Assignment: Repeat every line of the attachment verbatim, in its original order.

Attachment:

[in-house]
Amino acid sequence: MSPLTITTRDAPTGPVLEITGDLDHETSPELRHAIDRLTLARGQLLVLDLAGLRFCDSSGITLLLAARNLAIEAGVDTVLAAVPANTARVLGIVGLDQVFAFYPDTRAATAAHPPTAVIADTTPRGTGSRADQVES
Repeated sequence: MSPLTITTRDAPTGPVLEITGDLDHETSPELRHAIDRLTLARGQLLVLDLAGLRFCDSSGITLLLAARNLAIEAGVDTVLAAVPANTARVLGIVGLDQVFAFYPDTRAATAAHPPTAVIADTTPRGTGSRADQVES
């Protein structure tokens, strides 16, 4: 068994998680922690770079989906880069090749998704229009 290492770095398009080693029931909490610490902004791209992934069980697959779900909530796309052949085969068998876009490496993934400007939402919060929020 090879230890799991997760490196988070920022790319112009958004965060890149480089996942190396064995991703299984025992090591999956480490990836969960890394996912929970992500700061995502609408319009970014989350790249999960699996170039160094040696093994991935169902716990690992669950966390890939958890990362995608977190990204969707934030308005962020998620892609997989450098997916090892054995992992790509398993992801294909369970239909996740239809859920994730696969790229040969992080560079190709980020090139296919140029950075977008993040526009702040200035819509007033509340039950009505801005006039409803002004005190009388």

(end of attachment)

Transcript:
[in-house]
Amino acid sequence: MSPLTITTRDAPTGPVLEITGDLDHETSPELRHAIDRLTLARGQLLVLDLAGLRFCDSSGITLLLAARNLAIEAGVDTVLAAVPANTARVLGIVGLDQVFAFYPDTRAATAAHPPTAVIADTTPRGTGSRADQVES
Repeated sequence: MSPLTITTRDAPTGPVLEITGDLDHETSPELRHAIDRLTLARGQLLVLDLAGLRFCDSSGITLLLAARNLAIEAGVDTVLAAVPANTARVLGIVGLDQVFAFYPDTRAATAAHPPTAVIADTTPRGTGSRADQVES
């Protein structure tokens, strides 16, 4: 068994998680922690770079989906880069090749998704229009 290492770095398009080693029931909490610490902004791209992934069980697959779900909530796309052949085969068998876009490496993934400007939402919060929020 090879230890799991997760490196988070920022790319112009958004965060890149480089996942190396064995991703299984025992090591999956480490990836969960890394996912929970992500700061995502609408319009970014989350790249999960699996170039160094040696093994991935169902716990690992669950966390890939958890990362995608977190990204969707934030308005962020998620892609997989450098997916090892054995992992790509398993992801294909369970239909996740239809859920994730696969790229040969992080560079190709980020090139296919140029950075977008993040526009702040200035819509007033509340039950009505801005006039409803002004005190009388």